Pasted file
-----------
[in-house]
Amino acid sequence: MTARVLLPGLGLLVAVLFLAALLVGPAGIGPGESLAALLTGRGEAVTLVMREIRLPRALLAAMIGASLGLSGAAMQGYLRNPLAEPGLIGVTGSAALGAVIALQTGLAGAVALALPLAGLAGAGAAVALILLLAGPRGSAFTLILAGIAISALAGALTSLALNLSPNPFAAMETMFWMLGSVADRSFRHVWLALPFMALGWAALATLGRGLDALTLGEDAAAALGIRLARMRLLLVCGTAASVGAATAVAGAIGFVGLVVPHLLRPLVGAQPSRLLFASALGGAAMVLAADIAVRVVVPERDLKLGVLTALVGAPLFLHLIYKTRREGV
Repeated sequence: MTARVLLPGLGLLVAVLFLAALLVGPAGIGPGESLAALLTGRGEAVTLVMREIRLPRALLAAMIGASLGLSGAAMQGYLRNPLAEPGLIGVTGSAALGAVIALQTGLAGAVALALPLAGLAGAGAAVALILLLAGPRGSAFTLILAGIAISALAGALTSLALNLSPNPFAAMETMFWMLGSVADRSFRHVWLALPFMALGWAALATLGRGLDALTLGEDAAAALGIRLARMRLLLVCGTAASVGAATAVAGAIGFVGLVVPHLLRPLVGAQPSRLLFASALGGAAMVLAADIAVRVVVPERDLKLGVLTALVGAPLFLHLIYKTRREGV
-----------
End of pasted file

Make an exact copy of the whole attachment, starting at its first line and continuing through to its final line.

[in-house]
Amino acid sequence: MTARVLLPGLGLLVAVLFLAALLVGPAGIGPGESLAALLTGRGEAVTLVMREIRLPRALLAAMIGASLGLSGAAMQGYLRNPLAEPGLIGVTGSAALGAVIALQTGLAGAVALALPLAGLAGAGAAVALILLLAGPRGSAFTLILAGIAISALAGALTSLALNLSPNPFAAMETMFWMLGSVADRSFRHVWLALPFMALGWAALATLGRGLDALTLGEDAAAALGIRLARMRLLLVCGTAASVGAATAVAGAIGFVGLVVPHLLRPLVGAQPSRLLFASALGGAAMVLAADIAVRVVVPERDLKLGVLTALVGAPLFLHLIYKTRREGV
Repeated sequence: MTARVLLPGLGLLVAVLFLAALLVGPAGIGPGESLAALLTGRGEAVTLVMREIRLPRALLAAMIGASLGLSGAAMQGYLRNPLAEPGLIGVTGSAALGAVIALQTGLAGAVALALPLAGLAGAGAAVALILLLAGPRGSAFTLILAGIAISALAGALTSLALNLSPNPFAAMETMFWMLGSVADRSFRHVWLALPFMALGWAALATLGRGLDALTLGEDAAAALGIRLARMRLLLVCGTAASVGAATAVAGAIGFVGLVVPHLLRPLVGAQPSRLLFASALGGAAMVLAADIAVRVVVPERDLKLGVLTALVGAPLFLHLIYKTRREGV